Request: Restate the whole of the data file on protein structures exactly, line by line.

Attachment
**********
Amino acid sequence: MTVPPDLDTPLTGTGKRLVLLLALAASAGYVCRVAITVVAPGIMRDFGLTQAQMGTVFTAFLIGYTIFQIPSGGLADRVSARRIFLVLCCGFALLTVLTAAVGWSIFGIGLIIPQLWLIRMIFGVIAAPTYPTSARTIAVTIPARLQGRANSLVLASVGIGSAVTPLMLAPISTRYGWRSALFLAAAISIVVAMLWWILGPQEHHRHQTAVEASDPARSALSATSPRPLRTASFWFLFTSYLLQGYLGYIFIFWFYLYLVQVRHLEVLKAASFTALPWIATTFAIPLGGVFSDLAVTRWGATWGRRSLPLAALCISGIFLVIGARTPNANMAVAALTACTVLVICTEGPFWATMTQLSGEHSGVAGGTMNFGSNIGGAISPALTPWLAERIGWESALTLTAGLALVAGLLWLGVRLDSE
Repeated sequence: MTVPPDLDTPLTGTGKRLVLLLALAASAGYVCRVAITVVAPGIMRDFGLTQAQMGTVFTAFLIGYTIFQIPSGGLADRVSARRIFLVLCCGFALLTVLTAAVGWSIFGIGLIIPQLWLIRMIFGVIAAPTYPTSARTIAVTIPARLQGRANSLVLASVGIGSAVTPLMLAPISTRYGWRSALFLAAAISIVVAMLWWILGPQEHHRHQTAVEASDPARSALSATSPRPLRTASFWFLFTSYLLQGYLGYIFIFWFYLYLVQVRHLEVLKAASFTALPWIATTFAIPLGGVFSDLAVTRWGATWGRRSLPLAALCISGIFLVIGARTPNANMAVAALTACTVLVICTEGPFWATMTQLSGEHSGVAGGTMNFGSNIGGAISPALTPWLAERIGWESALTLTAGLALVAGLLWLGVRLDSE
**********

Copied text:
Amino acid sequence: MTVPPDLDTPLTGTGKRLVLLLALAASAGYVCRVAITVVAPGIMRDFGLTQAQMGTVFTAFLIGYTIFQIPSGGLADRVSARRIFLVLCCGFALLTVLTAAVGWSIFGIGLIIPQLWLIRMIFGVIAAPTYPTSARTIAVTIPARLQGRANSLVLASVGIGSAVTPLMLAPISTRYGWRSALFLAAAISIVVAMLWWILGPQEHHRHQTAVEASDPARSALSATSPRPLRTASFWFLFTSYLLQGYLGYIFIFWFYLYLVQVRHLEVLKAASFTALPWIATTFAIPLGGVFSDLAVTRWGATWGRRSLPLAALCISGIFLVIGARTPNANMAVAALTACTVLVICTEGPFWATMTQLSGEHSGVAGGTMNFGSNIGGAISPALTPWLAERIGWESALTLTAGLALVAGLLWLGVRLDSE
Repeated sequence: MTVPPDLDTPLTGTGKRLVLLLALAASAGYVCRVAITVVAPGIMRDFGLTQAQMGTVFTAFLIGYTIFQIPSGGLADRVSARRIFLVLCCGFALLTVLTAAVGWSIFGIGLIIPQLWLIRMIFGVIAAPTYPTSARTIAVTIPARLQGRANSLVLASVGIGSAVTPLMLAPISTRYGWRSALFLAAAISIVVAMLWWILGPQEHHRHQTAVEASDPARSALSATSPRPLRTASFWFLFTSYLLQGYLGYIFIFWFYLYLVQVRHLEVLKAASFTALPWIATTFAIPLGGVFSDLAVTRWGATWGRRSLPLAALCISGIFLVIGARTPNANMAVAALTACTVLVICTEGPFWATMTQLSGEHSGVAGGTMNFGSNIGGAISPALTPWLAERIGWESALTLTAGLALVAGLLWLGVRLDSE